What was life like for a young Jewish women in first century Judaism? A young woman in her culture– a child-teenager– in our twenty-first century culture? Mary would have been considered to be of marriageable age, the responsibilities of adulthood already being thrust upon her. What was life like for Mary engaged to be married, preparing for domestic life and all that her culture expected of her? She was thirteen, or fourteen, or fifteen… mature and wise beyond her years.
What would life be like for Mary after the unimaginable happens?
In the sixth month the angel Gabriel was sent by God to a town in Galilee called Nazareth, to a virgin engaged to a man whose name was Joseph, of the house of David. The virgin’s name was Mary. And he came to her and said, ‘Greetings, favored one! The Lord is with you.’ But she was much perplexed by his words and pondered what sort of greeting this might be. The angel said to her, ‘Do not be afraid, Mary, for you have found favor with God. And now, you will conceive in your womb and bear a son, and you will name him Jesus. He will be great, and will be called the Son of the Most High, and the Lord God will give to him the throne of his ancestor David. He will reign over the house of Jacob for ever, and of his kingdom there will be no end.’ Mary said to the angel, ‘How can this be, since I am a virgin?’ The angel said to her, ‘The Holy Spirit will come upon you, and the power of the Most High will overshadow you; therefore the child to be born will be holy; he will be called Son of God. And now, your relative Elizabeth in her old age has also conceived a son; and this is the sixth month for her who was said to be barren. For nothing will be impossible with God.’ Then Mary said, ‘Here am I, the servant of the Lord; let it be with me according to your word.’ Then the angel departed from her (Luke 1:26-38).
To accept willingly Gabriel’s words to submit herself as a servant of the Lord, knowing all that is about to happen is astonishing. Can we envision the moment when Mary tells her parents that she is pregnant but saying, “It’s not what you think?” How about Joseph when he hears the news? What fiancé would believe such a wild tale?
Not everyone called in the Bible was so willing to accept their charge like Mary. One thousand plus years before, Moses stands in front of the burning bush arguing with God trying to find every excuse possible not to have to go back to Egypt to lead God’s people (Exodus 3:1-22). Jonah runs in the opposite direction of God’s call to go to Nineveh and becomes part of a big fish story still told two-and-a-half millennia later (Jonah 1:1-17).
Mary’s submissive faith was not the result of living in a patriarchal society (which she did) but rather it was a Christ-like example of service before her son exemplified such sacrifice on the cross. Mary, a proto-disciple was willing to endure the ridicule of an honor and shame culture, pregnant before marriage with townsfolk wondering and gossiping about who Jesus’ true father might be. Why was she willing to be so stigmatized?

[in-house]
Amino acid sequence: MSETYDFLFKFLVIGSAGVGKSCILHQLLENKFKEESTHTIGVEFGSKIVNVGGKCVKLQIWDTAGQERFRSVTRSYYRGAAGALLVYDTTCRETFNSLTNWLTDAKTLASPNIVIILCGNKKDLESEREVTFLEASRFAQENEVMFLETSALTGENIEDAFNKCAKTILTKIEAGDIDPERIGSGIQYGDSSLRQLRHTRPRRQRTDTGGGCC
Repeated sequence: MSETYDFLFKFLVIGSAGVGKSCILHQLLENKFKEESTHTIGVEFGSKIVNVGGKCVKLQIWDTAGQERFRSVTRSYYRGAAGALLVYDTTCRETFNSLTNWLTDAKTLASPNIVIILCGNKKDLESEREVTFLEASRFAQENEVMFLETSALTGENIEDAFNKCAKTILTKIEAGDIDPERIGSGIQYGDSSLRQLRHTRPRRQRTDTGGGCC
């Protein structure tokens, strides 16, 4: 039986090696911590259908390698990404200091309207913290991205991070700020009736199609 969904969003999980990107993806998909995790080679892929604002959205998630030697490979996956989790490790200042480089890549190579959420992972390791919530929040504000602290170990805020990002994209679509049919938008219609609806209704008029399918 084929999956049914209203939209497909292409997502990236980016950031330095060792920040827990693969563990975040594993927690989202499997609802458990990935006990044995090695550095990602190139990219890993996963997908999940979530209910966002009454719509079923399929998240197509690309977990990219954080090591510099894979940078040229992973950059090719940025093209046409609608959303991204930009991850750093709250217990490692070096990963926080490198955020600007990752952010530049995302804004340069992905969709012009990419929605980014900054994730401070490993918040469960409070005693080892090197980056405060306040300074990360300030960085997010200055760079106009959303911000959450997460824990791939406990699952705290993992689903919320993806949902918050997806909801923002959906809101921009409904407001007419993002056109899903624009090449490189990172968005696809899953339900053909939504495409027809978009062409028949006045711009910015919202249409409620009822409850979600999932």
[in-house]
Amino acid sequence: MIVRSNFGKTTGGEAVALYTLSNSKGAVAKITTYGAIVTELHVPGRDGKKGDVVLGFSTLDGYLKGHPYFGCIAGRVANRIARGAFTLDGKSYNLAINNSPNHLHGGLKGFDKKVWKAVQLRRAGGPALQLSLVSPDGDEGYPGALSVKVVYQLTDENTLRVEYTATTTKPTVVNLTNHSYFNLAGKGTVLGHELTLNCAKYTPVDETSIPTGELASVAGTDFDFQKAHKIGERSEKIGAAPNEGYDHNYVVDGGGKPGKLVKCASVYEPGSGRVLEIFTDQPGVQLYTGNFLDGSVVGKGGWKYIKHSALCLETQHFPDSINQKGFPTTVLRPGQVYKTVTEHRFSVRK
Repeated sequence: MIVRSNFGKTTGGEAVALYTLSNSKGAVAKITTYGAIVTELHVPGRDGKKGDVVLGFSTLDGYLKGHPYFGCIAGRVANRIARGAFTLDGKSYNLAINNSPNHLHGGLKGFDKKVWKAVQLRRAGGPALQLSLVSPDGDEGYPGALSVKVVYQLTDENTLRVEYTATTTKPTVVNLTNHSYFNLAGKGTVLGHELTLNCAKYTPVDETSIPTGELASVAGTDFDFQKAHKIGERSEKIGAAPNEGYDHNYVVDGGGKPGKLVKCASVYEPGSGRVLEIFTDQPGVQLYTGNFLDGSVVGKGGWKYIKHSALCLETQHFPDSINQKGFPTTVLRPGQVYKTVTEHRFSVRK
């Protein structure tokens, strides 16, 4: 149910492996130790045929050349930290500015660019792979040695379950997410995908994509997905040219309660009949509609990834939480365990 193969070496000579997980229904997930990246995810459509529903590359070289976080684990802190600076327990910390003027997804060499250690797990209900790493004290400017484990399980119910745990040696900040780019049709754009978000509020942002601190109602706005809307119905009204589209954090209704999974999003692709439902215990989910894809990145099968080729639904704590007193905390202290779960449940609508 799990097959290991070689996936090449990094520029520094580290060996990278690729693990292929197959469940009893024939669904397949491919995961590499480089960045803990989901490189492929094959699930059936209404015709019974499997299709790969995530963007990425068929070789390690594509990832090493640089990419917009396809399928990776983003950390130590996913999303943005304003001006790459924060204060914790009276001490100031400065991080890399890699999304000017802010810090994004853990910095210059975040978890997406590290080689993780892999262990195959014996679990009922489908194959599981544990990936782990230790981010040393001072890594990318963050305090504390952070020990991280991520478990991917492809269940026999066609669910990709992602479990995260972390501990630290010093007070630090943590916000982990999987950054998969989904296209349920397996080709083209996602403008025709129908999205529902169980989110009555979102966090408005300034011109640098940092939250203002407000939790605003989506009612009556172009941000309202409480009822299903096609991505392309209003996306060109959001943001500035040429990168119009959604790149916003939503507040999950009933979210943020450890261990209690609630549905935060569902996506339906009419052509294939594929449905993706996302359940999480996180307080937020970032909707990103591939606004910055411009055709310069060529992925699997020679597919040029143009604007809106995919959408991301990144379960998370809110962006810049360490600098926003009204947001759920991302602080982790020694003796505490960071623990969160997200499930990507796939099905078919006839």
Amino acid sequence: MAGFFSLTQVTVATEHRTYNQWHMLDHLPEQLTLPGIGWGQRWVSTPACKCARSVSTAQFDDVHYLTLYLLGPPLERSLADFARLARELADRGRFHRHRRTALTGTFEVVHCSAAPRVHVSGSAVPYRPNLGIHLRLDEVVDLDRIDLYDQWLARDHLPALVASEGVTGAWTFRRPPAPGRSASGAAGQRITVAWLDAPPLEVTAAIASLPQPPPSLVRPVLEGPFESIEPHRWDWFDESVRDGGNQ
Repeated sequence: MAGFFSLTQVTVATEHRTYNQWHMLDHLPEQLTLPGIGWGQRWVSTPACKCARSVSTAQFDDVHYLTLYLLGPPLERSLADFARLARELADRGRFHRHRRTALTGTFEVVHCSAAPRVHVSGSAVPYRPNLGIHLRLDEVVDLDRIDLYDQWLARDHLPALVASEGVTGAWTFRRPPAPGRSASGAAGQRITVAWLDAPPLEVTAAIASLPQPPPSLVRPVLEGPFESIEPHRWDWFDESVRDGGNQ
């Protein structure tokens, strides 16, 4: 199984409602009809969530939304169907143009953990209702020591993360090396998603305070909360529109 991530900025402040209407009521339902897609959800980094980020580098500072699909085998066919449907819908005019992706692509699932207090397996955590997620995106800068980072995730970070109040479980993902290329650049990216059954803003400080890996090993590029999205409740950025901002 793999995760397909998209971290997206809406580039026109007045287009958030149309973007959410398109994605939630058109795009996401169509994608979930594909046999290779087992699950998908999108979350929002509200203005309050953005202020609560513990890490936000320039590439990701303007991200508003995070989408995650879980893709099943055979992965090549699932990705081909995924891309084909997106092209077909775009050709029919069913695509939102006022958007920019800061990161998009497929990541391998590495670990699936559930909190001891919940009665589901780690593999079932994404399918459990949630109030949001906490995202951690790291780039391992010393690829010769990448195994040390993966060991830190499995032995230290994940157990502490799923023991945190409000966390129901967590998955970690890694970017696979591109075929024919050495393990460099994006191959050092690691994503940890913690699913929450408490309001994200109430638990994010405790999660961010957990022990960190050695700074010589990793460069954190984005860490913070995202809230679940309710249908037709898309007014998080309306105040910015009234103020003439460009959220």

Mary, a young Jewish woman knew her people’s history. She knew well the stories of the heroines of her faith– Ruth, Esther, Deborah and others– faithful daughters of Abraham who in difficult circumstances answered the call of God for the sake of God’s people. Mary knew that she had been chosen to be part of something much larger than her own status, reputation, and honor. Mary the submissive servant of the Lord is also a courageous prophet as she sings to her cousin Elizabeth.
‘My soul magnifies the Lord,
and my spirit rejoices in God my Savior,
for he has looked with favor on the lowliness of his servant.
Surely, from now on all generations will call me blessed;
for the Mighty One has done great things for me,
and holy is his name.
His mercy is for those who fear him
from generation to generation.
He has shown strength with his arm;
he has scattered the proud in the thoughts of their hearts.
He has brought down the powerful from their thrones,
and lifted up the lowly;
he has filled the hungry with good things,
and sent the rich away empty.
He has helped his servant Israel,
in remembrance of his mercy,
according to the promise he made to our ancestors,
to Abraham and to his descendants for ever.’ (Luke 1:46-55).
These are not just comforting, encouraging words; they are subversive and revolutionary. These are not words King Herod would have received with joy. This is not a song of triumph embraced by Caesar Augustus; it is rather a canticle of treason. Those who have the wealth and the power, those who have a stake in the status quo find no solace here.
Mary, a young woman, a teenager, courageously proclaims that God is about to turn things upside-down and that Herod and Caesar and every earthly ruler are on borrowed time. In good prophetic fashion, Mary is so certain that God will keep God’s promises that she speaks of these events as if they are in the past. Herod was still on his throne. Caesar was still ruling from Rome. The hungry were still hungry and the rich were getting richer. Nevertheless, Mary rests assured in the hope that God is now acting to reverse the fortunes of life. The Great Reversal has begun. It must, therefore, be spoken of as past event because it will definitely happen. If there was ever a sure bet, this was it.
Is it any wonder that Mary’ words about herself were also fulfilled, “Surely, from now on all generations will call me blessed.” We rightly honor Mary even in this day. Submissive faith and courageous preaching are a powerful combination.
May all disciples of Jesus, follow the example of Mary, the mother of the Messiah and say to God without hesitation, “Here am I, the servant of the Lord; let it be with me according to your word'” (Luke 1:38).